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What is MUN?

UN Flag In Model U.N., students step into the shoes of ambassadors from U.N. member states to debate current issues on the organization's vast agenda. Student "delegates" in Model U.N. prepare draft resolutions, plot strategy, negotiate with supporters and adversaries, resolve conflicts, and intensly navigate the U.N.'s rules of procedures, as applied in the respective UN bodies, all in the interest of mobilizing "international cooperation" to resolve problems that affect almost every country on Earth. All delegates have to obey these Rules of Procedure, which are a simplified version of those used in the real UN conferences. The sessions of the committees will be led by Chairs and Co-Chairs.

Before playing out their ambassadorial roles in Model U.N., students research global problems to be addressed, drawn from today's headlines. Model U.N. participants learn how the international community acts on its concerns about topics including peace and security, human rights, the environment, food and hunger, economic development, and globalization. Model U.N. delegates also look closely at the needs, aspirations, and foreign policy of the countries they will represent at the event. In almost all the Model UN around the world today, it is a common paractice that students (delegates) are not allowed to representtheir own countries of origin.


Model United Nations (informally abbreviated as Model UN or MUN) is an academic simulation of the United Nations that aims to educate participants about civics, effective communication, globalization and multilateral diplomacy. In Model UN, students take on roles as foreign diplomats and participate in a simulated session of an intergovernmental organization (IGO). Participants research a country, take on roles as diplomats, investigate international issues, debate, deliberate, consult, and then develop solutions to world problems.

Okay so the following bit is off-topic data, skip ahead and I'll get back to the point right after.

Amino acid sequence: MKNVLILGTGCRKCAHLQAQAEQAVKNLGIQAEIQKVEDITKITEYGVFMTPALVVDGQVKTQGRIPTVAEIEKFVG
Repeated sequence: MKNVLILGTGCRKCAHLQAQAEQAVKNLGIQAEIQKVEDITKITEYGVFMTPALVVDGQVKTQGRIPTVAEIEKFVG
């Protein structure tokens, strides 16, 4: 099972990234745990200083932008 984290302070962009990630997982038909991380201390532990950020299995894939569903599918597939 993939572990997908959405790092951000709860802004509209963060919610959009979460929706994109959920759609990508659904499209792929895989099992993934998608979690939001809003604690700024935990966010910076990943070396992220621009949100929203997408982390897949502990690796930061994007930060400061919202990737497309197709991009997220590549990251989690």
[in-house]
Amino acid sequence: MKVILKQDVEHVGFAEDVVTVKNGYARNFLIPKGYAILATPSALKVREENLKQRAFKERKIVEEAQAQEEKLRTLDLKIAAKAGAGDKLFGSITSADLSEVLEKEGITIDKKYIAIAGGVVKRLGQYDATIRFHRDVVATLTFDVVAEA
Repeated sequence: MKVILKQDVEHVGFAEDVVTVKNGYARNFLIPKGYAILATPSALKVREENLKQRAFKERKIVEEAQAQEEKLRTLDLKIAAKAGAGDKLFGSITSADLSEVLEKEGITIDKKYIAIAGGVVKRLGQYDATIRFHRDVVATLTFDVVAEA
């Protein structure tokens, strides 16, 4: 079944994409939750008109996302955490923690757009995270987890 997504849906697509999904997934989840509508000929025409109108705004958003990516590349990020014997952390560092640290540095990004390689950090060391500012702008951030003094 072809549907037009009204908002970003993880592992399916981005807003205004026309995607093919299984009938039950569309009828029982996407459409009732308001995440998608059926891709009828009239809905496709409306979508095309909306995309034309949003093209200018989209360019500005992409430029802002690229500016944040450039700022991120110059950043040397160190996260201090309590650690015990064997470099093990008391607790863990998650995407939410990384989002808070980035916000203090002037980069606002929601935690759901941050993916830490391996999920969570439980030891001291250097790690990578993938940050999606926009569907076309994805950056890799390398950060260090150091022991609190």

The insight participants do gain from their exploration of history, geography, culture, economics and science contribute to the authenticity of the simulation once the actual role playing gets under way and ensures a lively and memorable experience. It gives all participants an insight look look into the way things are done, and also allow them feel how challenging it is to negotiate with adversaries.

DelegatesDuring simulation sessions participants must employ a variety of communication and critical thinking skills in order to represent the the countries they are representing. Skills include public speaking, small group communications, research, policy analysis, active listening, negotiating, conflict resolution, note taking, and technical writing (required when drafting resolutions or working papers).

The Model United Nations has become so popular so much that it is being offered as a course in some Universties.It is not what it use to be in the early days, where participants where mostly college and high school students. Today, Model United Nations has greatly matured and expanded. It is now practised all over the world on almost every continent. Most Model United Nation participants at the conference level today are undergraduate, graduate and doctoral students. Recently even university alumni and professionals have taken part. Participants come from public and private schools and universities, and they live in city, suburban and rural areas.